Notes from Joint Standing Committee: June 2018

Executives from NBN Co have appeared before the Joint Standing Committee this afternoon. Below is the opening statement from NBN Co Chief Executive Officer Bill Morrow.

Thank you Chair; with me today is Stephen Rue, Chief Financial Officer.

I was pleased to hear your focus was going to be on the nbn business model and the rollout in regional Australia.

It is not widely understood just how closely linked these two points are, and I hope the inquiry can help increase awareness.

As you know, Australia’s geography poses challenges that have troubled policy makers since the days of the overland telegraph.

Now that broadband has become an essential service, the calls for equitable services across Australia have been growing.

When the Government introduced the Australian Broadband Guarantee, or ABG, in 2007, a metro-equivalent service was defined as 512 kilobits per second.

Around 925,000 premises, roughly the same as nbn’s non-fixed line footprint, were eligible for the ABG.

We have seen a massive improvement in services with the introduction of Sky Muster™ and nbn’s Fixed Wireless service, which now offer speeds up to 50 times faster than the ABG threshold.

It is worth asking though, what it is about these 1 million premises that requires the Government to continually intervene.

Why hasn’t the market stepped in to meet the very strong demand, and why can’t everyone get a connection just like in cities?

Quite simply, it is the astronomical cost, and this has been recognised by all governments.

The original 2010 nbn Implementation Study contains a graph (p. 207) that shows the costs of a fixed-line connection for the most remote 10% of premises.

Many of those sat above the $20,000 mark (in 2010 dollars), just for one premises. As you get to the most remote premises that number grows exponentially.

Anyone can do the math and realise that Fixed Line is not a feasible solution for connecting these areas.

nbn has now almost completed an ambitious and cutting edge plan to get people in remote and regional Australia the best possible service.

We currently have more than 320,000 premises connected to Fixed Wireless or satellite, with access now available to more than one million homes.

I know that these technologies are of particular interest to the Committee, but let me just emphasise that ‘regional Australia’ does not automatically imply Fixed Wireless or satellite.

About three quarters of services in non-metro areas will actually be delivered via Fixed Line and the rollout of Fixed Line in regional areas is very well advanced.

But returning to Fixed Wireless and satellite – the nbn model recognises that these premises will never be cost effective or attractive for private companies.

An inherent cross-subsidy means prices in the city need to be high enough to provide funds for good services in the non-profitable areas.

It is, quite frankly, a tight model that can, on the one hand, expose nbn to greater competition as other providers seek to undercut our prices; and on the other hand, could lead to cost increases as greater demand and usage patterns emerge in regional areas.

Just on this point, it is worth remembering that the 2012 Corporate Plan anticipated about 23% take-up of FW and satellite services. The 2018 plan had this at around 60%. On towers that have been in operation for more than 18 months take-up is sitting at 53%.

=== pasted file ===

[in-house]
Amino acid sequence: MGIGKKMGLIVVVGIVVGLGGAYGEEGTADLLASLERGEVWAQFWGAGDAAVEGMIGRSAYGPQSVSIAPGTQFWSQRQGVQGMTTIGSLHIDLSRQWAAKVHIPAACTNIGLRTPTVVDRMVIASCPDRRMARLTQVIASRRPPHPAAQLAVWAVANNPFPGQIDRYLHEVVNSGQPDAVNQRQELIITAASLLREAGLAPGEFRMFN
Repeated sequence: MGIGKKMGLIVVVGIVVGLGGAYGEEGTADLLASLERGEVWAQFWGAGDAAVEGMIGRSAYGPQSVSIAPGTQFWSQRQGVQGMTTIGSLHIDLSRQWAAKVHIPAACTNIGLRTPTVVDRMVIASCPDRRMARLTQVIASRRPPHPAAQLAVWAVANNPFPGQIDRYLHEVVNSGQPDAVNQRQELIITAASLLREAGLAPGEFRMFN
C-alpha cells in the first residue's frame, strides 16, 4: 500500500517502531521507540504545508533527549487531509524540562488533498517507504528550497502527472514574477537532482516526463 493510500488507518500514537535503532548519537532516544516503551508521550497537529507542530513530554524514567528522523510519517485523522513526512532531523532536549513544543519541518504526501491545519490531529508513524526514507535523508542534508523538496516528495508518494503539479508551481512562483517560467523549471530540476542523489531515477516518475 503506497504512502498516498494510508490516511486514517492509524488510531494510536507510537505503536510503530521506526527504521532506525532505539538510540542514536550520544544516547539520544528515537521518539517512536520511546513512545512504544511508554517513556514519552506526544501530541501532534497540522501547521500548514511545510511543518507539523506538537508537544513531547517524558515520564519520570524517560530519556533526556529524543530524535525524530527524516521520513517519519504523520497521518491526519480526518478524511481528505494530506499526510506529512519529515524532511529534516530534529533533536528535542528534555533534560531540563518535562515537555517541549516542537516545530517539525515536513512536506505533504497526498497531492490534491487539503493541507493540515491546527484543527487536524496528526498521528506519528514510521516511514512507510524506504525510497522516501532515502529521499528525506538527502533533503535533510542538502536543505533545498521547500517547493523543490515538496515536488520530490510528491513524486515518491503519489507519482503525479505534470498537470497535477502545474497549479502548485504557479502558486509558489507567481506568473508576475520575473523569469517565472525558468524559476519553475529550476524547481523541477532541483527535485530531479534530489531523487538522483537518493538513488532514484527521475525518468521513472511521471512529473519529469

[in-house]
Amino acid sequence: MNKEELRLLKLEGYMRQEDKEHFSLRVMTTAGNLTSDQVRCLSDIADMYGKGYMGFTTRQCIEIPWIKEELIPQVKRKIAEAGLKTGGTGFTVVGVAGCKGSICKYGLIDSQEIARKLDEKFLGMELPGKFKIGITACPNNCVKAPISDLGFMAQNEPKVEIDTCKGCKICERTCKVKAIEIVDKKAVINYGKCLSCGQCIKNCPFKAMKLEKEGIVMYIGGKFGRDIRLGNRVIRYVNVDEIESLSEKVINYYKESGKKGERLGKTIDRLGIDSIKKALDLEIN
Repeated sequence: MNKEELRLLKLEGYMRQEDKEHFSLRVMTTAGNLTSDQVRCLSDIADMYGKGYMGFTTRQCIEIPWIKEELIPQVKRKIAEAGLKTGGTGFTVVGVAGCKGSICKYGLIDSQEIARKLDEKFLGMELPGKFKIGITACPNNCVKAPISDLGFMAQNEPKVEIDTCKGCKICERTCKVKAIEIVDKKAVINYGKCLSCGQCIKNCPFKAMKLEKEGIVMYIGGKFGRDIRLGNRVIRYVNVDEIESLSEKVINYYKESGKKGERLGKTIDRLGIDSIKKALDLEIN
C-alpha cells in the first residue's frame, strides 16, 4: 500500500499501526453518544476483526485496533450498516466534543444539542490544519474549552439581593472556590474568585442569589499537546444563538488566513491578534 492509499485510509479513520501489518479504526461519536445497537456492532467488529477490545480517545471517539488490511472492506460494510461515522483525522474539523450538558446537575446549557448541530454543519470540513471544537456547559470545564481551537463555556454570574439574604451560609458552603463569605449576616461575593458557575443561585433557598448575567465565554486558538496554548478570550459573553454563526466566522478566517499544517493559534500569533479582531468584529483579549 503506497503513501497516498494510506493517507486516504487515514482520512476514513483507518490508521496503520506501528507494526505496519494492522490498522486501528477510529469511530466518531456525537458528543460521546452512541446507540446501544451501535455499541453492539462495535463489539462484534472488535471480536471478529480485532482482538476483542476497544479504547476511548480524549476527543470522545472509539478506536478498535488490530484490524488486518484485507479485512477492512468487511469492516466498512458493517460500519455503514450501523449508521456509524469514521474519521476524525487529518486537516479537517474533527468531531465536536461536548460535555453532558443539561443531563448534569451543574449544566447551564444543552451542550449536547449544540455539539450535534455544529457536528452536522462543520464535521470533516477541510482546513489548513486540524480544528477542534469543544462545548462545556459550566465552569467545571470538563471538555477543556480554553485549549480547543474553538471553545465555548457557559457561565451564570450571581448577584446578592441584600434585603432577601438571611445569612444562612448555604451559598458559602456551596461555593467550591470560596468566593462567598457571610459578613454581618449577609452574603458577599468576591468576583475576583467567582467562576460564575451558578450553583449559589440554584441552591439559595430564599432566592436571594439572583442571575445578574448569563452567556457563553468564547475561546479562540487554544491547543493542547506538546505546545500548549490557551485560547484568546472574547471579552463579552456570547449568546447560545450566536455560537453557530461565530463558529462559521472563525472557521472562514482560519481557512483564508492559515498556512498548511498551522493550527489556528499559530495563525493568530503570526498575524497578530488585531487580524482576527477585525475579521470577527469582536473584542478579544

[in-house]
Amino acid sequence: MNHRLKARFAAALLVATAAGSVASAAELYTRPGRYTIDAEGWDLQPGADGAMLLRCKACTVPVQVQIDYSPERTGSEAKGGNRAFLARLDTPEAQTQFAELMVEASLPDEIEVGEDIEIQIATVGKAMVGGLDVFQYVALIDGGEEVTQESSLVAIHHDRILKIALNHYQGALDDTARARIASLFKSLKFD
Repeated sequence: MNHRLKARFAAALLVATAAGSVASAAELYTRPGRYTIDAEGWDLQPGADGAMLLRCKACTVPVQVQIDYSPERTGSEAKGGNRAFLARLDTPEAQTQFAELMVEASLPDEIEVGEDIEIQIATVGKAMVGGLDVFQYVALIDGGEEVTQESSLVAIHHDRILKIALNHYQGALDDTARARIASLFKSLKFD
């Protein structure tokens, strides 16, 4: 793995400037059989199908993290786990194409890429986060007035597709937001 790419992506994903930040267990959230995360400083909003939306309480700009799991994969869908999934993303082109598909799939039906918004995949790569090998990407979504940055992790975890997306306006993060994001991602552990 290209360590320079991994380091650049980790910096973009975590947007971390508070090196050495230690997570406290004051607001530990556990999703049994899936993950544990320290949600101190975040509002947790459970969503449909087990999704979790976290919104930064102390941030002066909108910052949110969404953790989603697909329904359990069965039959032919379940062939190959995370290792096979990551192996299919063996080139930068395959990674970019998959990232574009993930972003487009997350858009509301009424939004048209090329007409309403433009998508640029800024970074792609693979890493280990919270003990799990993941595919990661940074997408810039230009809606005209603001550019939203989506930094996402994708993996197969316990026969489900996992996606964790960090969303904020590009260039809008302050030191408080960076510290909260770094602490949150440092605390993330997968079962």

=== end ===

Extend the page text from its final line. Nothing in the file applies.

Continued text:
This increase in demand, and the very different usage patterns we are now seeing through the “Netflix effect” means nbn needs to closely monitor costs right across the network.

Sometimes nbn needs to make tough planning decisions to keep costs down and to manage capacity on the networks.

Last week there was some media interest when I said we were not proceeding with the Fixed Wireless 100 product.

Now this wasn’t new; it’s something I flagged in February, and that I explained at Estimates in April.

As with any wireless broadband solution, capacity is finite and needs to be carefully managed to provide the best possible customer experience.

Providing more capacity can mean upgrading equipment on towers and in homes, greater backhaul capacity, and in some cases may require more spectrum.

When the idea of a 100 product on Fixed Wireless was first floated in the company, we weren’t seeing the kind of take-up and concurrency that we’re now seeing.

There has been a significant shift in usage and to offer 100 Mbps in these circumstances would require much more investment.

We felt the priority needed to be on maintaining current services and focussing on upgrades where required, not introducing a product that would put more pressure on the network.

We have been open about the recent congestion experienced in a small number of cells, and we have explained the rolling upgrades taking place to rectify this.

For cells that have a higher degree of congestion, we are actively engaging with RSPs to provide them with information so that end-users can be kept informed.

RSPs get monthly upgrade schedules and lists of current congested areas so they can manage expectations of their customers.

We are also actively monitoring the end-user experience. We continue to actively look at our options to respond to demand.

We are also looking at longer term plans for responding to congestion on the wireless network and are considering all available options.

I note in submissions to this inquiry, the issue of nbn products and pricing was raised (by Aussie Broadband).

We will continue to consult with retail providers on how our Fixed Wireless products and pricing will evolve.

We will update RSPs and end users as soon as we can on what our plans are, how we intend to provide the best possible product, as well as what end-user expectations should be.

Once again, I think this area of inquiry is very important and we look forward to assisting the committee as much as we can.